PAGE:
Review: The Brazil 45s / Mr Bongo outlet is back with its classic moves, coming through with some truly special soul blends out of the Brazilian golden era. Dalila and Neyde Alexandre feature in this latest 7", the former with 1968's "Canto Chorado", a slow-burning bubble of funky exotica - surely impossible to find in its original shade - and the latter with a funky little bomb from 1971 by the name of "Perplexidade" - surely the smoothest, sexiest soul number out this week! Lovely stuff.
Maria Sabina (feat Huaira - Nicola Cruz remix) (4:47)
Agua De La Tierra (Nicola Cruz remix) (4:54)
A La Muerte (Nicola Cruz remix) (4:21)
Review: Matanza member Rodrigo Gallardo has long been interested in the "folkloric traditions" of South America .....El Origen is his attempt to incorporate these traditional sounds, rhythms and instrumental tropes into a contemporary electronic music setting. His original productions - all fluttering flutes, gentle acoustic guitars, warm electronics and evocative vocals - are showcased on the A side, with pal and fellow Chilean Nicola Cruz providing his own interpretations on the B-side. Naturally, his revisions tend towards the more cosmic and dancefloor-friendly, but also retain enough elements from Gallardo's original tracks to not be too revolutionary. Crucially, all Cruz's versions are superb.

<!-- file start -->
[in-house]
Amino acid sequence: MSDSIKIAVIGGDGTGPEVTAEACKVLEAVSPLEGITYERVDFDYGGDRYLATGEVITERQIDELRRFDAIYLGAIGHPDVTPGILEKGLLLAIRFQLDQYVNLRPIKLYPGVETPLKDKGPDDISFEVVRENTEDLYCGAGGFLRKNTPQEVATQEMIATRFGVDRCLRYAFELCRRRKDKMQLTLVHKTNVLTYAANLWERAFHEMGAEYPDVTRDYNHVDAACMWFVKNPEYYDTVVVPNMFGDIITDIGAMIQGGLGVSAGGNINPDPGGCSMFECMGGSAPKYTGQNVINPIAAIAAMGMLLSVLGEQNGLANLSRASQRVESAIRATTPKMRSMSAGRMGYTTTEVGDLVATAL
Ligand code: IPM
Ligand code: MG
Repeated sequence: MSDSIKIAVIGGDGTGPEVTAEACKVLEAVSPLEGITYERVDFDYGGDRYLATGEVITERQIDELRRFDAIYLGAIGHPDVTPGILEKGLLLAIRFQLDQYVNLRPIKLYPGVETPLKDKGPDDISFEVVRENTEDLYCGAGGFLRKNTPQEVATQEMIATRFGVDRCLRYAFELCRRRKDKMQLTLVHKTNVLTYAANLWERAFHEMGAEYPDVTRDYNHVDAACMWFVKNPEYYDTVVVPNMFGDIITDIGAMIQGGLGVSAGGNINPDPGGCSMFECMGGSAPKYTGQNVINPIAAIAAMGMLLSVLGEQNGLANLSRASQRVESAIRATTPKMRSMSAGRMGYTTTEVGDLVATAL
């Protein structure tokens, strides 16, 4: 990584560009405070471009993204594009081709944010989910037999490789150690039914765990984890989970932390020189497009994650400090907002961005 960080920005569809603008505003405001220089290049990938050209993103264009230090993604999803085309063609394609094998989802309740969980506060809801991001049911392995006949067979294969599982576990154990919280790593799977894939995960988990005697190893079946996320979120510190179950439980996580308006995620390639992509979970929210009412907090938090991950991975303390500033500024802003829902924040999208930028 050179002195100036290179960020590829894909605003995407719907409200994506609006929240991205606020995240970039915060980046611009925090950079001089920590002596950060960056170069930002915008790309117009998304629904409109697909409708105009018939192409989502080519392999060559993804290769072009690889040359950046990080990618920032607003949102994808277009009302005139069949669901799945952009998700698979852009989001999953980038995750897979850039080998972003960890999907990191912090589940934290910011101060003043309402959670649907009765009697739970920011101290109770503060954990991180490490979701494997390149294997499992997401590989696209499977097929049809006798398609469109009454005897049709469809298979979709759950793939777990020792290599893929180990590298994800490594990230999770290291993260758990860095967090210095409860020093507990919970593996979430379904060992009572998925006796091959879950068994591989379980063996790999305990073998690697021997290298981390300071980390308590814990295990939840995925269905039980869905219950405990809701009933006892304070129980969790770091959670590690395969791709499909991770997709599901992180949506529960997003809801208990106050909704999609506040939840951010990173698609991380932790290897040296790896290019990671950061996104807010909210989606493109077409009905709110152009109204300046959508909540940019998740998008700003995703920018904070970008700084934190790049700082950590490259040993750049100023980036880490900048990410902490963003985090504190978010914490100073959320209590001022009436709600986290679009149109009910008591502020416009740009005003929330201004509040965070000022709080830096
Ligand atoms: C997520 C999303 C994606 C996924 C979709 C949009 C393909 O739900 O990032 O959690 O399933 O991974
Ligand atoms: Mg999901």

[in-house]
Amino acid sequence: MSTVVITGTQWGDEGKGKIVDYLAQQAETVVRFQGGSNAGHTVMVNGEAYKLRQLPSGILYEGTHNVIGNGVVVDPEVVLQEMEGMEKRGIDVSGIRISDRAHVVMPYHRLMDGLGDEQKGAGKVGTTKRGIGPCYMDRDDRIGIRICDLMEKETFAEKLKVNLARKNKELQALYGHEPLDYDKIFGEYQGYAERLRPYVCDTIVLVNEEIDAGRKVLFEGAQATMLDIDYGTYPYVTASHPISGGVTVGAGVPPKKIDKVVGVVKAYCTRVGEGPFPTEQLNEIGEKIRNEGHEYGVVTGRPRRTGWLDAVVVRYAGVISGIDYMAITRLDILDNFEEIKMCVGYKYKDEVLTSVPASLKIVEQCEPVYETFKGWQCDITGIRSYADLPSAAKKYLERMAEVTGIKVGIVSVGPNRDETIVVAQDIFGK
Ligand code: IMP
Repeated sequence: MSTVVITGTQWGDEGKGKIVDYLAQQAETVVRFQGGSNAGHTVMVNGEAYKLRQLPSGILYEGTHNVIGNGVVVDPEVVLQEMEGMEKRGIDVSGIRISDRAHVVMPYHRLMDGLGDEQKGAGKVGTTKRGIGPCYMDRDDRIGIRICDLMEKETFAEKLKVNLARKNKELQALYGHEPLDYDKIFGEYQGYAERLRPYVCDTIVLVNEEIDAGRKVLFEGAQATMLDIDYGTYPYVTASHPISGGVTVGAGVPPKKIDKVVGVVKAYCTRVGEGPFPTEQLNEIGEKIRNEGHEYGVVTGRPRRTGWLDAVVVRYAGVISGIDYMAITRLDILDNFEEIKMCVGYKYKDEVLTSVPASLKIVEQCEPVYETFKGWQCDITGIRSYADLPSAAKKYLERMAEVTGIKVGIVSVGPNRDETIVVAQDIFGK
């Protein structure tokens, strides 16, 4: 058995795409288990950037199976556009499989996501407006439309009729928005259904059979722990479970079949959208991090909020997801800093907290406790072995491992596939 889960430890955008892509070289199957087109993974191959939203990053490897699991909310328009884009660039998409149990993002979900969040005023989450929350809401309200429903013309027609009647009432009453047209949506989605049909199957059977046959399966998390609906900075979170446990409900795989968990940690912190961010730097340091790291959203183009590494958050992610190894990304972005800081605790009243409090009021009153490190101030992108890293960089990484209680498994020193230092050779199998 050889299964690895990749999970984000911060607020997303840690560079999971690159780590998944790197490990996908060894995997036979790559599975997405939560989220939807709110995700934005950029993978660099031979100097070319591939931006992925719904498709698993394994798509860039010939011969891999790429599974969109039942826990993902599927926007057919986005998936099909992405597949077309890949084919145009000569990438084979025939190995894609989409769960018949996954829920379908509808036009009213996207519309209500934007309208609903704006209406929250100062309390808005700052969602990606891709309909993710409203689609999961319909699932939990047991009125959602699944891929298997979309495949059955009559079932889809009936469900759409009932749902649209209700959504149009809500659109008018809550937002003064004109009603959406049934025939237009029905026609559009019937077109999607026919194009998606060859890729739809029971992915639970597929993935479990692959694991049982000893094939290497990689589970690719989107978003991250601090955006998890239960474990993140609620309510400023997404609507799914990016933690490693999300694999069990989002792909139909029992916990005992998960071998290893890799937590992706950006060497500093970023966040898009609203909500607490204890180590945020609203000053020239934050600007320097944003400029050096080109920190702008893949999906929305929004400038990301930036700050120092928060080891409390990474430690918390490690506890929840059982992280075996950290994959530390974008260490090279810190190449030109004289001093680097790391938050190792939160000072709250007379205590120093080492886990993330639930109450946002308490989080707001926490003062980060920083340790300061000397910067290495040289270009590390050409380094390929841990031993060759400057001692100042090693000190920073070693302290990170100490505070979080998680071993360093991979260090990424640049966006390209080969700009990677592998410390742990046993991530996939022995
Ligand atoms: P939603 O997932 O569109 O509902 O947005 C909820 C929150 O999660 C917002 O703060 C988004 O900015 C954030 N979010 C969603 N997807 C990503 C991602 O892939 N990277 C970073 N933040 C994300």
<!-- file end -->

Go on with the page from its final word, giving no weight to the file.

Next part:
Roger Damawuzan - "Loxo Nye" (Pushin Wood remix) (5:39)
Napo De Mi Amor - "Cacatchoule "Berceuse Bassari"" (3:04)
Sewavi Jacintho - "Miade Dua" (5:35)